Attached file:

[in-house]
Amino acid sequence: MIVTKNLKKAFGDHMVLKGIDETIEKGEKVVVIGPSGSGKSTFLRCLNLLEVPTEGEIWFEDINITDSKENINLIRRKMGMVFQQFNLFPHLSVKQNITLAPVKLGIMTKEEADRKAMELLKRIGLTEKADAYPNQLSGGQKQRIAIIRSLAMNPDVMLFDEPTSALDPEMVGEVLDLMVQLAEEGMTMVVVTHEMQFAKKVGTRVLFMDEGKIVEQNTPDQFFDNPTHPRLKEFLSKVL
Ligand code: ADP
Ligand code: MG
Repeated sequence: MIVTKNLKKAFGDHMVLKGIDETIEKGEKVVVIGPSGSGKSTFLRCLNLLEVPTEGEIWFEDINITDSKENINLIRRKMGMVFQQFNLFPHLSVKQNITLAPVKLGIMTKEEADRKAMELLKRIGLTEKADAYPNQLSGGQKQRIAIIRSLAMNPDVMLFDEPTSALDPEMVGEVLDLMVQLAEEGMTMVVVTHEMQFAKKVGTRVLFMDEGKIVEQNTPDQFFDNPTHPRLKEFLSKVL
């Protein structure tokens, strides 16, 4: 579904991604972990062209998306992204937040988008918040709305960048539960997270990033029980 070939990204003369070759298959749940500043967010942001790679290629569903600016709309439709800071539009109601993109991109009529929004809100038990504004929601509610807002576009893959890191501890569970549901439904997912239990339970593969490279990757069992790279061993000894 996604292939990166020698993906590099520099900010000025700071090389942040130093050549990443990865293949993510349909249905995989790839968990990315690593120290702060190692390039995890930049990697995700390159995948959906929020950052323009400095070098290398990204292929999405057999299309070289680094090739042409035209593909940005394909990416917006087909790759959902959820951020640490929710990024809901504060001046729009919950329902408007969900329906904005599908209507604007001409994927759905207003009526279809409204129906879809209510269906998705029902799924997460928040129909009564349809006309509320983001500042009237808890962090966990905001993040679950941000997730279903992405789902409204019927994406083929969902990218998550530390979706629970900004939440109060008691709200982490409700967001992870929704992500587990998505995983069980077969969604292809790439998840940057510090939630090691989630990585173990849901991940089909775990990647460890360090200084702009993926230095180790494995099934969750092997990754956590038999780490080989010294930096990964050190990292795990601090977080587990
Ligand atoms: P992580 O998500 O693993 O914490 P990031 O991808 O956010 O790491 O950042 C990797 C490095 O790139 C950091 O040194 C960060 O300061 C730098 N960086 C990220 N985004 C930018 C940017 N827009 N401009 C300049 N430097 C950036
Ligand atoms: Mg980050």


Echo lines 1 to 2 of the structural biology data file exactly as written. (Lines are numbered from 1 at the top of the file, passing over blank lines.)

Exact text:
[in-house]
Amino acid sequence: MIVTKNLKKAFGDHMVLKGIDETIEKGEKVVVIGPSGSGKSTFLRCLNLLEVPTEGEIWFEDINITDSKENINLIRRKMGMVFQQFNLFPHLSVKQNITLAPVKLGIMTKEEADRKAMELLKRIGLTEKADAYPNQLSGGQKQRIAIIRSLAMNPDVMLFDEPTSALDPEMVGEVLDLMVQLAEEGMTMVVVTHEMQFAKKVGTRVLFMDEGKIVEQNTPDQFFDNPTHPRLKEFLSKVL